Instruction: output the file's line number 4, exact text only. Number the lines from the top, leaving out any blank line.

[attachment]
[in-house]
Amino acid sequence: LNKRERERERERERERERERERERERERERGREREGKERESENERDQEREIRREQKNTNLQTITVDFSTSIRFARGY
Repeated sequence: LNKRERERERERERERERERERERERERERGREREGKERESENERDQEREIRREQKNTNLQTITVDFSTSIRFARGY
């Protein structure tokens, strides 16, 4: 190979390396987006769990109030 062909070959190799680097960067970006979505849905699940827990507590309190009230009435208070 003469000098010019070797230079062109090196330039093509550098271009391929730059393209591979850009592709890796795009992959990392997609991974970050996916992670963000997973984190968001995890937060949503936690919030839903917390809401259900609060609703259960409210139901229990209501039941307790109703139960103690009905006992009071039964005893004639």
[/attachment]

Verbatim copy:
């Protein structure tokens, strides 16, 4: 190979390396987006769990109030 062909070959190799680097960067970006979505849905699940827990507590309190009230009435208070 003469000098010019070797230079062109090196330039093509550098271009391929730059393209591979850009592709890796795009992959990392997609991974970050996916992670963000997973984190968001995890937060949503936690919030839903917390809401259900609060609703259960409210139901229990209501039941307790109703139960103690009905006992009071039964005893004639």